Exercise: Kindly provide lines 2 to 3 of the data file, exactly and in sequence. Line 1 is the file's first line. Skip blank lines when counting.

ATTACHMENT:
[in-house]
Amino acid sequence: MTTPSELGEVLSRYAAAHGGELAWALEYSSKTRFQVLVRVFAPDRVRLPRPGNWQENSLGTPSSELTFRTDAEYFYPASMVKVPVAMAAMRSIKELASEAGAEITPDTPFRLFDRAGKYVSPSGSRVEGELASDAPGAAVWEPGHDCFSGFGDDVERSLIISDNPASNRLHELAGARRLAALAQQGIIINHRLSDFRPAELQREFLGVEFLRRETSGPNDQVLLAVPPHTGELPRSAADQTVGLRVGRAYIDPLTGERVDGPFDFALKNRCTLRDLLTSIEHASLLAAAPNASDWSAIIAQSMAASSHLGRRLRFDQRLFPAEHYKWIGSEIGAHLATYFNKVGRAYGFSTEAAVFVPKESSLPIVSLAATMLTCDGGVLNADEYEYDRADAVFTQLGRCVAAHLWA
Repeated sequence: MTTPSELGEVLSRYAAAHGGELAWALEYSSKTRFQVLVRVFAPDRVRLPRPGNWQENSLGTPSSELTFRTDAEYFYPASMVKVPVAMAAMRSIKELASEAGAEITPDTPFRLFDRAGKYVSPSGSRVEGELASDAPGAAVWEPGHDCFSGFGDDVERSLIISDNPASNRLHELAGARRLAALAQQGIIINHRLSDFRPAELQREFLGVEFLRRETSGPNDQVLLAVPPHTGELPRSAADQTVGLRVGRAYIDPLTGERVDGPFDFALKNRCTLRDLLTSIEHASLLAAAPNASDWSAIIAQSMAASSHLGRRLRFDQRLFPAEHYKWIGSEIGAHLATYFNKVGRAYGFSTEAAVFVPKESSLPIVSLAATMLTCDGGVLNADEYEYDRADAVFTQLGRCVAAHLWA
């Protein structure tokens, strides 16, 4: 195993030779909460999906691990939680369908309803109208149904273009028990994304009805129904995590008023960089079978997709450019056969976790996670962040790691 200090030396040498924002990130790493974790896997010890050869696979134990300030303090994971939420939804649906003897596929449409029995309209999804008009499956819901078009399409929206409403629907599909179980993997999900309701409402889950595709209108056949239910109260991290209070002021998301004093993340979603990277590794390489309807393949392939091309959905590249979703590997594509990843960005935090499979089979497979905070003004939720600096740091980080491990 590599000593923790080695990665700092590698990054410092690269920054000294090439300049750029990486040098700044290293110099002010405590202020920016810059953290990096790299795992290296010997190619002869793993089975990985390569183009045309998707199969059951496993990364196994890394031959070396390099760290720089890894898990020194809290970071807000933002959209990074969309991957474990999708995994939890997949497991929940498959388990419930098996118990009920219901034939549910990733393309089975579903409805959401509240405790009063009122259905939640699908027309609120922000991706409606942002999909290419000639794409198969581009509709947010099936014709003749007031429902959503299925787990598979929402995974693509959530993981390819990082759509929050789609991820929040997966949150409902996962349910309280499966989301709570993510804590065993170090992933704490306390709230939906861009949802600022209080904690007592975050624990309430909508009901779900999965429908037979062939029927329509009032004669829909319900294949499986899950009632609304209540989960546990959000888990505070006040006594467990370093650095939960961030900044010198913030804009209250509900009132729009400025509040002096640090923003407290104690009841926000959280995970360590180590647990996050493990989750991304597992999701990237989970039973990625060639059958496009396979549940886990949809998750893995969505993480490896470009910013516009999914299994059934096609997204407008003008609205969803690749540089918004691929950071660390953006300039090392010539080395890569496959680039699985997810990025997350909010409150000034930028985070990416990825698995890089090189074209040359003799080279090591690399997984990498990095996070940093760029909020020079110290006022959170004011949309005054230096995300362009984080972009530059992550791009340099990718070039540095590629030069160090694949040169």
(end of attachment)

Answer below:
Amino acid sequence: MTTPSELGEVLSRYAAAHGGELAWALEYSSKTRFQVLVRVFAPDRVRLPRPGNWQENSLGTPSSELTFRTDAEYFYPASMVKVPVAMAAMRSIKELASEAGAEITPDTPFRLFDRAGKYVSPSGSRVEGELASDAPGAAVWEPGHDCFSGFGDDVERSLIISDNPASNRLHELAGARRLAALAQQGIIINHRLSDFRPAELQREFLGVEFLRRETSGPNDQVLLAVPPHTGELPRSAADQTVGLRVGRAYIDPLTGERVDGPFDFALKNRCTLRDLLTSIEHASLLAAAPNASDWSAIIAQSMAASSHLGRRLRFDQRLFPAEHYKWIGSEIGAHLATYFNKVGRAYGFSTEAAVFVPKESSLPIVSLAATMLTCDGGVLNADEYEYDRADAVFTQLGRCVAAHLWA
Repeated sequence: MTTPSELGEVLSRYAAAHGGELAWALEYSSKTRFQVLVRVFAPDRVRLPRPGNWQENSLGTPSSELTFRTDAEYFYPASMVKVPVAMAAMRSIKELASEAGAEITPDTPFRLFDRAGKYVSPSGSRVEGELASDAPGAAVWEPGHDCFSGFGDDVERSLIISDNPASNRLHELAGARRLAALAQQGIIINHRLSDFRPAELQREFLGVEFLRRETSGPNDQVLLAVPPHTGELPRSAADQTVGLRVGRAYIDPLTGERVDGPFDFALKNRCTLRDLLTSIEHASLLAAAPNASDWSAIIAQSMAASSHLGRRLRFDQRLFPAEHYKWIGSEIGAHLATYFNKVGRAYGFSTEAAVFVPKESSLPIVSLAATMLTCDGGVLNADEYEYDRADAVFTQLGRCVAAHLWA